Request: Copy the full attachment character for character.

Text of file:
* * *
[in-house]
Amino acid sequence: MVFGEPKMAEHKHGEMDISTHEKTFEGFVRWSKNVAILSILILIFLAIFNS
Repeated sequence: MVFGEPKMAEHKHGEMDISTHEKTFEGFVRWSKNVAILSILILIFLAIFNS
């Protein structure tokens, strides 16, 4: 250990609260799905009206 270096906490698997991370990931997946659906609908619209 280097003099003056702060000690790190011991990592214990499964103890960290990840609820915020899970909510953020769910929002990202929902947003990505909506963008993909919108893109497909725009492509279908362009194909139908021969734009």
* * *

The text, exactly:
[in-house]
Amino acid sequence: MVFGEPKMAEHKHGEMDISTHEKTFEGFVRWSKNVAILSILILIFLAIFNS
Repeated sequence: MVFGEPKMAEHKHGEMDISTHEKTFEGFVRWSKNVAILSILILIFLAIFNS
């Protein structure tokens, strides 16, 4: 250990609260799905009206 270096906490698997991370990931997946659906609908619209 280097003099003056702060000690790190011991990592214990499964103890960290990840609820915020899970909510953020769910929002990202929902947003990505909506963008993909919108893109497909725009492509279908362009194909139908021969734009």